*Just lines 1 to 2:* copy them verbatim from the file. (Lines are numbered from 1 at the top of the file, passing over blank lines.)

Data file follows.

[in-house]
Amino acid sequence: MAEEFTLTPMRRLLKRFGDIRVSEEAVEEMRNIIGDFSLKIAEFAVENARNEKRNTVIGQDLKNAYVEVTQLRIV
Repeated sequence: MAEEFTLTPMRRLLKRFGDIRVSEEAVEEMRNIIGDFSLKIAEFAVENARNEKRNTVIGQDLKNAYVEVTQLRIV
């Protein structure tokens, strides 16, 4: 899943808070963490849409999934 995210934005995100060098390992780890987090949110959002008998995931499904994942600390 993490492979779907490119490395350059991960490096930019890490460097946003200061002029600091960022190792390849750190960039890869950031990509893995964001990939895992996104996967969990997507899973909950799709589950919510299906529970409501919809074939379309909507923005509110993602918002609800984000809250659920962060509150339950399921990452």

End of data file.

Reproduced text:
[in-house]
Amino acid sequence: MAEEFTLTPMRRLLKRFGDIRVSEEAVEEMRNIIGDFSLKIAEFAVENARNEKRNTVIGQDLKNAYVEVTQLRIV